MARTIN: And it's really about the length of deployments, right? Is that what's being given as (unintelligible)?

BOWMAN: That's a big part of it. I just get back from Iraq. I was here on October and early November. And they increased the tour over the year from 12 months to 15 months. And a lot of soldiers there - even ones who are really sort of up on the war and think they are doing a pretty god job and pretty optimistic about the future, they told me that, you know, once you get passed a year over there and you're heading toward your 15th month, your morale just drops off. They just - they want to be home. It's too long over there. So that really has a big impact on - in that long tour.


And they probably immensely guard themselves for a specific amount time. You know…

BOWMAN: (Unintelligible) I think they do.


BOWMAN: And also, the holidays. I was over there with north of Baghdad with a unit from first cavalry division out of Texas. And these guys, by just the way they arrived here, they will have to spend two Christmases in Iraq.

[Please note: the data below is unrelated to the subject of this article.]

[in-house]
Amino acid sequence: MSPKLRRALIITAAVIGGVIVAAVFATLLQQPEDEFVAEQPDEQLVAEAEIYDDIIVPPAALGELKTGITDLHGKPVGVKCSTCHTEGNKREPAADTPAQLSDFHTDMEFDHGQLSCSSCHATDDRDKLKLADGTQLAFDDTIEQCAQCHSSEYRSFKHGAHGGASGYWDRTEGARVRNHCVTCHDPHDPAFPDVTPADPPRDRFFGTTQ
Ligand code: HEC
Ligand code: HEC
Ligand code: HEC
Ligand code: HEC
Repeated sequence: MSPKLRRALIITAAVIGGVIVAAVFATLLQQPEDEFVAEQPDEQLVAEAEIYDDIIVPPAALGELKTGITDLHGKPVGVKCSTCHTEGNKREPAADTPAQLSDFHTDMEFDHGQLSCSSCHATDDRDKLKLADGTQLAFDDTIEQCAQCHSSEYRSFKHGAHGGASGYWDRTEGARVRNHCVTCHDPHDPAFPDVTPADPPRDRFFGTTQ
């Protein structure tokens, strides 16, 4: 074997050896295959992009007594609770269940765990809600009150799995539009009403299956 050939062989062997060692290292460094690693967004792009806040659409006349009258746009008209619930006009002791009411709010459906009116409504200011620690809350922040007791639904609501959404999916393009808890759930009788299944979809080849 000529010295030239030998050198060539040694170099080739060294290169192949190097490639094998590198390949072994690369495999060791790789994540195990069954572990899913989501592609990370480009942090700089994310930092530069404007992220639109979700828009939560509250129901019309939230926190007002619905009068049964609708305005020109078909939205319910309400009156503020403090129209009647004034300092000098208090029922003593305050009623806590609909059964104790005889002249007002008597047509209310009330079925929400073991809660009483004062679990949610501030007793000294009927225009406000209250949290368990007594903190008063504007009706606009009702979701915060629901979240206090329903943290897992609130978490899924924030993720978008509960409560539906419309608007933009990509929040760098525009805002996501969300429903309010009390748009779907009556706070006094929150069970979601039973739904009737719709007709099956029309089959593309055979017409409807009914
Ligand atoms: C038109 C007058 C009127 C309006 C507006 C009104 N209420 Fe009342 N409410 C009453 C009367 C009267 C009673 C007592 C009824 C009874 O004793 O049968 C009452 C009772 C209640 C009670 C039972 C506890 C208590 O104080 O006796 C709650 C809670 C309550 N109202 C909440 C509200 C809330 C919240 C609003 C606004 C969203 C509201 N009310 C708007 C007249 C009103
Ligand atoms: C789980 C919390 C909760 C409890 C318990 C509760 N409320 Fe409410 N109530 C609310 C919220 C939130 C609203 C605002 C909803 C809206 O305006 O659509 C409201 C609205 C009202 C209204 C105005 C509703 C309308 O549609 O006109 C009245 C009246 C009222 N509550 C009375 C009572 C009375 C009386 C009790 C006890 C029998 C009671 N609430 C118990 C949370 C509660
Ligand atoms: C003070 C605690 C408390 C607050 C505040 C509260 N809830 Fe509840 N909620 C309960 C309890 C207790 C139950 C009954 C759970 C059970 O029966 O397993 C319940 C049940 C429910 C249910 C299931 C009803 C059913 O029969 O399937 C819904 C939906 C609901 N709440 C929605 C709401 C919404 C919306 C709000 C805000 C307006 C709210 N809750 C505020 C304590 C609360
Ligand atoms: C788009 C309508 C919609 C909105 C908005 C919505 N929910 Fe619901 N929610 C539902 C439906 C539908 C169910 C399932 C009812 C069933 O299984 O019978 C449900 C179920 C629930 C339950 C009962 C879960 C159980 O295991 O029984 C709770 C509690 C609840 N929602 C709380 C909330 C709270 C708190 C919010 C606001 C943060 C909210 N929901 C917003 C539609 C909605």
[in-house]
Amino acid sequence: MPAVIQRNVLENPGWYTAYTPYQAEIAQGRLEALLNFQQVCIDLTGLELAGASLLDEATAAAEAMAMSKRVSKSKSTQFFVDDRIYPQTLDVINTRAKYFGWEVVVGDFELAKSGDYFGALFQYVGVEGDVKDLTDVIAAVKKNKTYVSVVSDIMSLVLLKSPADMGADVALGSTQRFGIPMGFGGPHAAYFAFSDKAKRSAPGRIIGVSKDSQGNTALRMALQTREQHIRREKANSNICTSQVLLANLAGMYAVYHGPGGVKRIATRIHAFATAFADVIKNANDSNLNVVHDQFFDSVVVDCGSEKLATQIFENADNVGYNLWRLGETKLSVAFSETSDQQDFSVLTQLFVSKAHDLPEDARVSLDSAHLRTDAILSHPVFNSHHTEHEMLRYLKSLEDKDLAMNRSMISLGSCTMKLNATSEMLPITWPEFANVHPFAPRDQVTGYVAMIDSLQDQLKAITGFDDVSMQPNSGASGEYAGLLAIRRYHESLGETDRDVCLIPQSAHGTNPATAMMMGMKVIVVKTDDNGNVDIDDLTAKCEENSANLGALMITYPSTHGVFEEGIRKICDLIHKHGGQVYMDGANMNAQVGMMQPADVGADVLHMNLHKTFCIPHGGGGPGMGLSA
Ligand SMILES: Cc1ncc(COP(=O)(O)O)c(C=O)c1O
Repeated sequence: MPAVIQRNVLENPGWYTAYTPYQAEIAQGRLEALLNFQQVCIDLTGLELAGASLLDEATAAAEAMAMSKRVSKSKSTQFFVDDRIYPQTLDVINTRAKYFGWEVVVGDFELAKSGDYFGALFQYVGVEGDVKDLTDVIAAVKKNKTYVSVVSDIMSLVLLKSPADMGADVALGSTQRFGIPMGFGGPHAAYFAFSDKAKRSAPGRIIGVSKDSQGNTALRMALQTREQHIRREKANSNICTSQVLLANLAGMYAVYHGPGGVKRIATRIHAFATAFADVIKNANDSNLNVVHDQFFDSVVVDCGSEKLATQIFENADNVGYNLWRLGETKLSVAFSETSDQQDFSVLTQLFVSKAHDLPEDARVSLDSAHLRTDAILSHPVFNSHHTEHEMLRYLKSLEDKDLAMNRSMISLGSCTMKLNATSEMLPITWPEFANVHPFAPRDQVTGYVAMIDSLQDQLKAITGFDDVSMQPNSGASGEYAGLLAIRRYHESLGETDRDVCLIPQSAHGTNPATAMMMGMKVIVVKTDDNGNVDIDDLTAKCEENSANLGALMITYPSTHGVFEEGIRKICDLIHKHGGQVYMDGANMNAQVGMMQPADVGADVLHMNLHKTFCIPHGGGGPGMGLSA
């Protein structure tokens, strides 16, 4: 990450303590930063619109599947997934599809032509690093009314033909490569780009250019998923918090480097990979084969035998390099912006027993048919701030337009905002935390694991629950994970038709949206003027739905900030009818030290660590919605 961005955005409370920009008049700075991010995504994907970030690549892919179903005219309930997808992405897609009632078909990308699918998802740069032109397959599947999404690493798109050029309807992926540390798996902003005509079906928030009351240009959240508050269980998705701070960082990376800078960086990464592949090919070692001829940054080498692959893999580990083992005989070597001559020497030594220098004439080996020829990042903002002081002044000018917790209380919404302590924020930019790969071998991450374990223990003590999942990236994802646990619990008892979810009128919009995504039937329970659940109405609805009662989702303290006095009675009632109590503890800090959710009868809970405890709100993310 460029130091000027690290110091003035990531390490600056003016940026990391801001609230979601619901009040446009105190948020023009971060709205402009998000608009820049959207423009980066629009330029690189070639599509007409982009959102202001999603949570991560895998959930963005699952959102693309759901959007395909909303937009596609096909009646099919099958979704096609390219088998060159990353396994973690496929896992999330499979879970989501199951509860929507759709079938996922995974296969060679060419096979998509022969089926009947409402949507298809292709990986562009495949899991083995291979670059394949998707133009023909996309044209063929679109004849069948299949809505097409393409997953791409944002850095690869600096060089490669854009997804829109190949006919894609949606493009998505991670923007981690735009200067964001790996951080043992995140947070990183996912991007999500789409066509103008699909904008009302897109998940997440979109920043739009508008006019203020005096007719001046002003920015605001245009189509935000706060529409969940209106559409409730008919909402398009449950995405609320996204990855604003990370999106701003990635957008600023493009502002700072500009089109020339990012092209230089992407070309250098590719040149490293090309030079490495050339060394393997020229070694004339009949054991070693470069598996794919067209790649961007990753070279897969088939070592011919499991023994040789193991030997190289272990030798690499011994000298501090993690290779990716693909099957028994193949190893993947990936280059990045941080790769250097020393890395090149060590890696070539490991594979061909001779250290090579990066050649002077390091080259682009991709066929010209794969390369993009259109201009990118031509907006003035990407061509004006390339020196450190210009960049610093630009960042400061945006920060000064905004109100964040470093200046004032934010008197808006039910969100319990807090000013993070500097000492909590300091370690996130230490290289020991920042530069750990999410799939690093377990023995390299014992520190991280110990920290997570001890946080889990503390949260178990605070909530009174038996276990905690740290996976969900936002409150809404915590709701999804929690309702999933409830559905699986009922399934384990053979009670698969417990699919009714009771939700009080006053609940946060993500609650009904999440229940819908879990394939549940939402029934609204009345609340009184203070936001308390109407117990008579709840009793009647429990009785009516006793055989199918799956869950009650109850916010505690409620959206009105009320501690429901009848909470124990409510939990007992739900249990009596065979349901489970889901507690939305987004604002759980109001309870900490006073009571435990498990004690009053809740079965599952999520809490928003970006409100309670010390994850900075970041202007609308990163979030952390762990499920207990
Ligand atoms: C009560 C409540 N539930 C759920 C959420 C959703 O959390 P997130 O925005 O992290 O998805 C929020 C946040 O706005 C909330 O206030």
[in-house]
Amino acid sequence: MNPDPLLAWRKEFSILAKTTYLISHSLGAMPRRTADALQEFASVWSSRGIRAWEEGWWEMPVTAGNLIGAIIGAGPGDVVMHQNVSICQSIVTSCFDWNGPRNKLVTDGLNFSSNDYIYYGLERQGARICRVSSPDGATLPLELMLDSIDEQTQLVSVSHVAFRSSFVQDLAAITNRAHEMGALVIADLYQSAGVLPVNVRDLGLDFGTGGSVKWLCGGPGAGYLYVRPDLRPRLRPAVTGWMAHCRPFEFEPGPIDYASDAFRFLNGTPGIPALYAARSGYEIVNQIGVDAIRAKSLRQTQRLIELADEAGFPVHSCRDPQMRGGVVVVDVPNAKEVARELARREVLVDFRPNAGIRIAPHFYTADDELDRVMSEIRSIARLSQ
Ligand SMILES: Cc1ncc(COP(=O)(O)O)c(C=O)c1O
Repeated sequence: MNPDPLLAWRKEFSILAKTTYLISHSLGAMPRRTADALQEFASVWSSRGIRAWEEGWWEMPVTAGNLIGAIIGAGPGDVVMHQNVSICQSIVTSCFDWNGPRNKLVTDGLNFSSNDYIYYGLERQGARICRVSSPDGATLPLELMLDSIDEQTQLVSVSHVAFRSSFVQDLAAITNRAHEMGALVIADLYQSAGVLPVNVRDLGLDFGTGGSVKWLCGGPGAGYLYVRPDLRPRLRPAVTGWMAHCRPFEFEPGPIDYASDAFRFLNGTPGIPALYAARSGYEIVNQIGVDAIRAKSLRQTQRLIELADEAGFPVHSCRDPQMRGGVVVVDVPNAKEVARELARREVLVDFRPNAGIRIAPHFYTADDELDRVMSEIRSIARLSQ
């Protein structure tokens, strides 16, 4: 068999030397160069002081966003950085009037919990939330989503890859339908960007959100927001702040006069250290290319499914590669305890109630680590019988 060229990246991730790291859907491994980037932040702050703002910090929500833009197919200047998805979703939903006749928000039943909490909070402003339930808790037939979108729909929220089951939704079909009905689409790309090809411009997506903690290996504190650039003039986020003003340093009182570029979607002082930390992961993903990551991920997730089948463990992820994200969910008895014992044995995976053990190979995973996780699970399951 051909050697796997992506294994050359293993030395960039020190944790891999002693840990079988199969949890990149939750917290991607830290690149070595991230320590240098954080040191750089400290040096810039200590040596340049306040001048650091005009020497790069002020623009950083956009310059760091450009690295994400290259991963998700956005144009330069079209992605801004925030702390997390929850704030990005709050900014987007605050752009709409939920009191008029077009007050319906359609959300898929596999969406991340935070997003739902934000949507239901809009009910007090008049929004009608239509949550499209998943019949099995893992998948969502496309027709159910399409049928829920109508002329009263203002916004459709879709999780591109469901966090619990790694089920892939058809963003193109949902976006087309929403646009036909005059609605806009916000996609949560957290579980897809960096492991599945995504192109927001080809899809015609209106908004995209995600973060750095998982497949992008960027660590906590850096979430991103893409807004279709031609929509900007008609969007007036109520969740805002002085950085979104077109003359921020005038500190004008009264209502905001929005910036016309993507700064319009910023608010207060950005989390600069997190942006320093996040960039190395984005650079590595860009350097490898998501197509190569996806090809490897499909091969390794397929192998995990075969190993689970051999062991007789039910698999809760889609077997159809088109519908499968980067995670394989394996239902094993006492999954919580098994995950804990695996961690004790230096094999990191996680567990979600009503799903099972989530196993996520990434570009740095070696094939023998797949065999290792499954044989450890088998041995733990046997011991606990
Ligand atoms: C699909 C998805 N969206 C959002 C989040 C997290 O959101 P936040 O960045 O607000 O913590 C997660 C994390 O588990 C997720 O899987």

MARTIN: Hmm. That's tough.


MARTIN: And talk about - what are some of the effects of that? I mean, we can sit here and say, oh, clearly, it's not good to have depressed soldiers out in the field. But, what are - how does that translate onto the battlefield? What are really the risks associated with having people out there, who perhaps shouldn't be?

BOWMAN: Well, commanders are supposed to keep an eye on them and make sure they're doing the right job, they're not really depressed or they're not, you know, showing outward signs that would lead a commander to think, you know, this guy needs a little time off. So they do keep a close eye on that, overall. But clearly, if you have a depressed soldier or someone who is troubled, how is that person going to be reacting with the average Iraqi citizens he sees every day - going through the towns and so forth? So, now, there's a real danger here for the mission itself when you see people who aren't, you know, mentally fit, let's say.

MARTIN: You have talked about in your piece - it was on last week on NPR - when other people have reported about the suicide prevention teams that have gone out to Iraq. Can you explain what these are? Is this the first time the military has deployed these teams?